Financial Apps for Lazy People

lazyIf you’re like me, you want to use your money well. You want to buy things you want. You want to pay yourself first by setting a few dollars aside for emergencies and investing a few coins for retirement. You want to pay your bills on time, and in full every month but those things rarely happen the way you know they should. Behavioral economics explains that most people do better when things are automated and we don’t have to actively make choices. Why do you think so many people know exactly what they need to do and then they still don’t do it?

Making good financial decisions with every single purchase day in and day out is challenging. Instead of making things harder for yourself why not use automatic savings and/or investment apps? Here is a round up of what’s available.



Apps for Automatic Saving

Digit – There is a free trial period of 100 days. It’s $2.99 a month after that. It basically uses an algorithm to figure out how much money can be moved from your checking account into your Digit savings account. Digit accounts are FDIC insured. There is a desktop version and an app. FAQs are here.

Qapital – Free. You set “rules” that tell the app when and how much money to move to your Qapital account to reach your savings goals. It’s a little more complicated than Digit. Qapital accounts are FDIC insured. App only. FAQs are here.

To read a comparison of Digit and Qapital, click here.


Investing - chalkboard

Apps for Automatic Investing

Acorns – It’s $1 per month for accounts with less than $5,000 in them. The app rounds up the change from purchases and invests the change in the stock market. Find out more here.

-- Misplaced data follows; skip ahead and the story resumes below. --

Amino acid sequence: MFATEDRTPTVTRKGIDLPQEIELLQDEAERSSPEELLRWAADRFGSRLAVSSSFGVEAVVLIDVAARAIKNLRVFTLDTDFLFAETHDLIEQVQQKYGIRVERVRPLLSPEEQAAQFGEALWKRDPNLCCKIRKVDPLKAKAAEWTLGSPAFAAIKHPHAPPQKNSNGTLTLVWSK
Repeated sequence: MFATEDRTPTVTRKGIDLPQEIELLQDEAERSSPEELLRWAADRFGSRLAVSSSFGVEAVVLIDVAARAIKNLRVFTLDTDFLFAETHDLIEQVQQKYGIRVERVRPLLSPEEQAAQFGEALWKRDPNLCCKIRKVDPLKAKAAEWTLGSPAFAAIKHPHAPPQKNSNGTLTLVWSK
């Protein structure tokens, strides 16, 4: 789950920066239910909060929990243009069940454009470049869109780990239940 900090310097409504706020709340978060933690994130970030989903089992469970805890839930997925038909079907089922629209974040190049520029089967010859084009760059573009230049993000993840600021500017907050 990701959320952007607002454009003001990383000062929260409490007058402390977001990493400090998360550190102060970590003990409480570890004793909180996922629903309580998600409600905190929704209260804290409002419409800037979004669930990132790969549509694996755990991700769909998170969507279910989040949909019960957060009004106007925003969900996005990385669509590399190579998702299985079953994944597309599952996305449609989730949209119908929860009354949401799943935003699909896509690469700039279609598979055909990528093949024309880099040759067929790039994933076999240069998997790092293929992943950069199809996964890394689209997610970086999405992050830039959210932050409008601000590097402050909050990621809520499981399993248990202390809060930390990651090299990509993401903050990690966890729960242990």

Stash – There is a $5 minimum and $1 monthly fee for accounts under $5,000. You decide when to invest and how much to invest. Find out more here.



Apps to Manage it All

Mint – Free.

YNAB You Need a Budget – Free for 34 days and $4.17 every month after that.


laptop sideways

Personal Finance Software

Quicken Money – if you’re not a fan of phone apps but you’d still like to keep an eye on your money, this may be the software for you. It tracks spending, can track investments, and even comes with a free app if you’re so inclined.


tradition word in letterpress type

Other Options

If all this sounds like a little too much, you can stick with the tools provided by your financial institution (many offer programs to help you save the change from transactions or create a holiday savings account), invest in your 401k or 403b through your job, or invest for retirement on your own by opening an Individual Retirement Account (IRA) through whatever company suits you.

Whatever works for you is best. There is no right or wrong. It’s important that you start now though. Even if you can only use the change from your purchases, something is always better than nothing. Take advantage of compound interest and start now.